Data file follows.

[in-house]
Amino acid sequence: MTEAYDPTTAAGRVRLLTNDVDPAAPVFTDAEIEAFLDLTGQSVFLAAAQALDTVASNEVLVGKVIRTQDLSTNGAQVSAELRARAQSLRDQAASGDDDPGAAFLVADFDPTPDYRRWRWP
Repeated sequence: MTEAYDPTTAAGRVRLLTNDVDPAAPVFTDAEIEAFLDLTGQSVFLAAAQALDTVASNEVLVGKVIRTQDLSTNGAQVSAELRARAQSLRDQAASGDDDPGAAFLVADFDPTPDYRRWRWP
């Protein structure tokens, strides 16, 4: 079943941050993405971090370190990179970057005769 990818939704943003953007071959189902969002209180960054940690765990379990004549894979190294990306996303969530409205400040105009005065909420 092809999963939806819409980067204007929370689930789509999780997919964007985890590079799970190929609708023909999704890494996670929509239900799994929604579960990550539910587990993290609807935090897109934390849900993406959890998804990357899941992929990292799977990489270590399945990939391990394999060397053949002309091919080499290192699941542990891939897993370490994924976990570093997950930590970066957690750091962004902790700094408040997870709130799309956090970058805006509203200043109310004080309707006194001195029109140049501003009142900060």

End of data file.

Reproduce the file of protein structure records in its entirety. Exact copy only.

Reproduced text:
[in-house]
Amino acid sequence: MTEAYDPTTAAGRVRLLTNDVDPAAPVFTDAEIEAFLDLTGQSVFLAAAQALDTVASNEVLVGKVIRTQDLSTNGAQVSAELRARAQSLRDQAASGDDDPGAAFLVADFDPTPDYRRWRWP
Repeated sequence: MTEAYDPTTAAGRVRLLTNDVDPAAPVFTDAEIEAFLDLTGQSVFLAAAQALDTVASNEVLVGKVIRTQDLSTNGAQVSAELRARAQSLRDQAASGDDDPGAAFLVADFDPTPDYRRWRWP
């Protein structure tokens, strides 16, 4: 079943941050993405971090370190990179970057005769 990818939704943003953007071959189902969002209180960054940690765990379990004549894979190294990306996303969530409205400040105009005065909420 092809999963939806819409980067204007929370689930789509999780997919964007985890590079799970190929609708023909999704890494996670929509239900799994929604579960990550539910587990993290609807935090897109934390849900993406959890998804990357899941992929990292799977990489270590399945990939391990394999060397053949002309091919080499290192699941542990891939897993370490994924976990570093997950930590970066957690750091962004902790700094408040997870709130799309956090970058805006509203200043109310004080309707006194001195029109140049501003009142900060």